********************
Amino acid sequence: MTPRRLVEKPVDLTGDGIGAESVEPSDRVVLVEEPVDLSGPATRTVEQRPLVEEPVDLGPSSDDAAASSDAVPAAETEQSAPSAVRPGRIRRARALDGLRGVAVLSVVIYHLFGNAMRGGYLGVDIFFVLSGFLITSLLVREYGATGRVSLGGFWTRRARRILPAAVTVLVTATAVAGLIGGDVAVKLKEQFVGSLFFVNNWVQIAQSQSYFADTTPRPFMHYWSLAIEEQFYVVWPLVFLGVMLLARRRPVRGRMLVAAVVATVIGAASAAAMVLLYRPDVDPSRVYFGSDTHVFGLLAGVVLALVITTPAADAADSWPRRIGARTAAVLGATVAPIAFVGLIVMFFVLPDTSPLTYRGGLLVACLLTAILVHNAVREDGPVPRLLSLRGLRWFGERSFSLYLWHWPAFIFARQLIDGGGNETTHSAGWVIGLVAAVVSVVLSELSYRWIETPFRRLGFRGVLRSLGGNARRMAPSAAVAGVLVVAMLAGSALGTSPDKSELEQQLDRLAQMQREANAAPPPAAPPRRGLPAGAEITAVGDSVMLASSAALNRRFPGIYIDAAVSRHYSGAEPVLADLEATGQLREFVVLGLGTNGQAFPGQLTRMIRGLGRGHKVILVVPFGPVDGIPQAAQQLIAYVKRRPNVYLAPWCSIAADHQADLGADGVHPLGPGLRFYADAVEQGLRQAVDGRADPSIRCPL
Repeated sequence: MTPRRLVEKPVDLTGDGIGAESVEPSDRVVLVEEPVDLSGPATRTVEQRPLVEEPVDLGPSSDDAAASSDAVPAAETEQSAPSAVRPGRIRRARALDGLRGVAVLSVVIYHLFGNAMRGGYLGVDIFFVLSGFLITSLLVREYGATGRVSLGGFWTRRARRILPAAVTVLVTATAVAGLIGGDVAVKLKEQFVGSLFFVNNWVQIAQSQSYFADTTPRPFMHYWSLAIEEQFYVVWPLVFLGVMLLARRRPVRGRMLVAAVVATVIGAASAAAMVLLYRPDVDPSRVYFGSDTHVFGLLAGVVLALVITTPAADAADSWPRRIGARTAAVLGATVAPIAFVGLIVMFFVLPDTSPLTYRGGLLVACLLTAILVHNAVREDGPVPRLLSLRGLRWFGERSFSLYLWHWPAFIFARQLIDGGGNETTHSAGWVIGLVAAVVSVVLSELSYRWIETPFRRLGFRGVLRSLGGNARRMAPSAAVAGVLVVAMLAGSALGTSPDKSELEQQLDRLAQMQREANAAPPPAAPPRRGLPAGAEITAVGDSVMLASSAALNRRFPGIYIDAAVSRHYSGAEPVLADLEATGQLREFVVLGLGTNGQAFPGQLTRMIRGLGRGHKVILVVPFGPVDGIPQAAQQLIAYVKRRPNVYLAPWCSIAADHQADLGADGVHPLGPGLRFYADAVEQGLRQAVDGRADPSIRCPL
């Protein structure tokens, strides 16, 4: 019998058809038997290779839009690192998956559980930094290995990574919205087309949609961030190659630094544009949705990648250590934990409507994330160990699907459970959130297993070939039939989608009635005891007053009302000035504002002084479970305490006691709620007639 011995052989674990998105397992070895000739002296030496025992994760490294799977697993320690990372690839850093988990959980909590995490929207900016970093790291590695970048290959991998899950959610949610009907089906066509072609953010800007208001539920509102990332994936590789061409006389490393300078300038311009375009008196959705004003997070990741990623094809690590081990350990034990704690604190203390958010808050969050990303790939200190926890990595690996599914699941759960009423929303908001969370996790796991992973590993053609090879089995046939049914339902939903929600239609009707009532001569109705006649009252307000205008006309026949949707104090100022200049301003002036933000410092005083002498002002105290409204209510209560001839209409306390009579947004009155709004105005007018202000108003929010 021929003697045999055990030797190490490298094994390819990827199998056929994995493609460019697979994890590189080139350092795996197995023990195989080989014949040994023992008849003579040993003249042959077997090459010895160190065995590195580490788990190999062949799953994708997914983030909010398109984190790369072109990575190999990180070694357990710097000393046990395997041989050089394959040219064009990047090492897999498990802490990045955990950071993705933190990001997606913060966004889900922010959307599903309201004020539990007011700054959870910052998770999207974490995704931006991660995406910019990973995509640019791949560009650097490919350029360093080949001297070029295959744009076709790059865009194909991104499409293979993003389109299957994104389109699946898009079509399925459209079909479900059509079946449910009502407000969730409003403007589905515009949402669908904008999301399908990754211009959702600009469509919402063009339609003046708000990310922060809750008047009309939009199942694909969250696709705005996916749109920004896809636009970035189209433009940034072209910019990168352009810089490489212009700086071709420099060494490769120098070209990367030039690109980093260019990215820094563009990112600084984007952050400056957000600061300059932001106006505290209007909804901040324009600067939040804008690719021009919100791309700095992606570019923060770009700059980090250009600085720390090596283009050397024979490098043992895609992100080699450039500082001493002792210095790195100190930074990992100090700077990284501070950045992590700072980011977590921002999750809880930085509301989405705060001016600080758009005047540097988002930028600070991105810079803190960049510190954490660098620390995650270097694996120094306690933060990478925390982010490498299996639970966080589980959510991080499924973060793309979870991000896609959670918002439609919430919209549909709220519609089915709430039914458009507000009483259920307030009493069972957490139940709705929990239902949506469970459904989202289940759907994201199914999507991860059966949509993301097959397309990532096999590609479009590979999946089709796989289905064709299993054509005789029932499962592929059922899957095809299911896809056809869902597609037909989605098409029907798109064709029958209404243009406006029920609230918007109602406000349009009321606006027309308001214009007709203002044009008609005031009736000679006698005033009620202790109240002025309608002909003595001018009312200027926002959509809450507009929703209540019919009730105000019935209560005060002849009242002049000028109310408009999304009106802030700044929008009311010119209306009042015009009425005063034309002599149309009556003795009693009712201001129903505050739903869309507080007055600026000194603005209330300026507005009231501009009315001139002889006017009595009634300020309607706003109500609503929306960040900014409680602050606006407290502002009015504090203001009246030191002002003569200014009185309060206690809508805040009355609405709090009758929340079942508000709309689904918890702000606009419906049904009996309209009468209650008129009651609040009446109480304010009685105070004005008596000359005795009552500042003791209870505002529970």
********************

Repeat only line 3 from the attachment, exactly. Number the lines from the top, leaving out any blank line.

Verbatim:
């Protein structure tokens, strides 16, 4: 019998058809038997290779839009690192998956559980930094290995990574919205087309949609961030190659630094544009949705990648250590934990409507994330160990699907459970959130297993070939039939989608009635005891007053009302000035504002002084479970305490006691709620007639 011995052989674990998105397992070895000739002296030496025992994760490294799977697993320690990372690839850093988990959980909590995490929207900016970093790291590695970048290959991998899950959610949610009907089906066509072609953010800007208001539920509102990332994936590789061409006389490393300078300038311009375009008196959705004003997070990741990623094809690590081990350990034990704690604190203390958010808050969050990303790939200190926890990595690996599914699941759960009423929303908001969370996790796991992973590993053609090879089995046939049914339902939903929600239609009707009532001569109705006649009252307000205008006309026949949707104090100022200049301003002036933000410092005083002498002002105290409204209510209560001839209409306390009579947004009155709004105005007018202000108003929010 021929003697045999055990030797190490490298094994390819990827199998056929994995493609460019697979994890590189080139350092795996197995023990195989080989014949040994023992008849003579040993003249042959077997090459010895160190065995590195580490788990190999062949799953994708997914983030909010398109984190790369072109990575190999990180070694357990710097000393046990395997041989050089394959040219064009990047090492897999498990802490990045955990950071993705933190990001997606913060966004889900922010959307599903309201004020539990007011700054959870910052998770999207974490995704931006991660995406910019990973995509640019791949560009650097490919350029360093080949001297070029295959744009076709790059865009194909991104499409293979993003389109299957994104389109699946898009079509399925459209079909479900059509079946449910009502407000969730409003403007589905515009949402669908904008999301399908990754211009959702600009469509919402063009339609003046708000990310922060809750008047009309939009199942694909969250696709705005996916749109920004896809636009970035189209433009940034072209910019990168352009810089490489212009700086071709420099060494490769120098070209990367030039690109980093260019990215820094563009990112600084984007952050400056957000600061300059932001106006505290209007909804901040324009600067939040804008690719021009919100791309700095992606570019923060770009700059980090250009600085720390090596283009050397024979490098043992895609992100080699450039500082001493002792210095790195100190930074990992100090700077990284501070950045992590700072980011977590921002999750809880930085509301989405705060001016600080758009005047540097988002930028600070991105810079803190960049510190954490660098620390995650270097694996120094306690933060990478925390982010490498299996639970966080589980959510991080499924973060793309979870991000896609959670918002439609919430919209549909709220519609089915709430039914458009507000009483259920307030009493069972957490139940709705929990239902949506469970459904989202289940759907994201199914999507991860059966949509993301097959397309990532096999590609479009590979999946089709796989289905064709299993054509005789029932499962592929059922899957095809299911896809056809869902597609037909989605098409029907798109064709029958209404243009406006029920609230918007109602406000349009009321606006027309308001214009007709203002044009008609005031009736000679006698005033009620202790109240002025309608002909003595001018009312200027926002959509809450507009929703209540019919009730105000019935209560005060002849009242002049000028109310408009999304009106802030700044929008009311010119209306009042015009009425005063034309002599149309009556003795009693009712201001129903505050739903869309507080007055600026000194603005209330300026507005009231501009009315001139002889006017009595009634300020309607706003109500609503929306960040900014409680602050606006407290502002009015504090203001009246030191002002003569200014009185309060206690809508805040009355609405709090009758929340079942508000709309689904918890702000606009419906049904009996309209009468209650008129009651609040009446109480304010009685105070004005008596000359005795009552500042003791209870505002529970």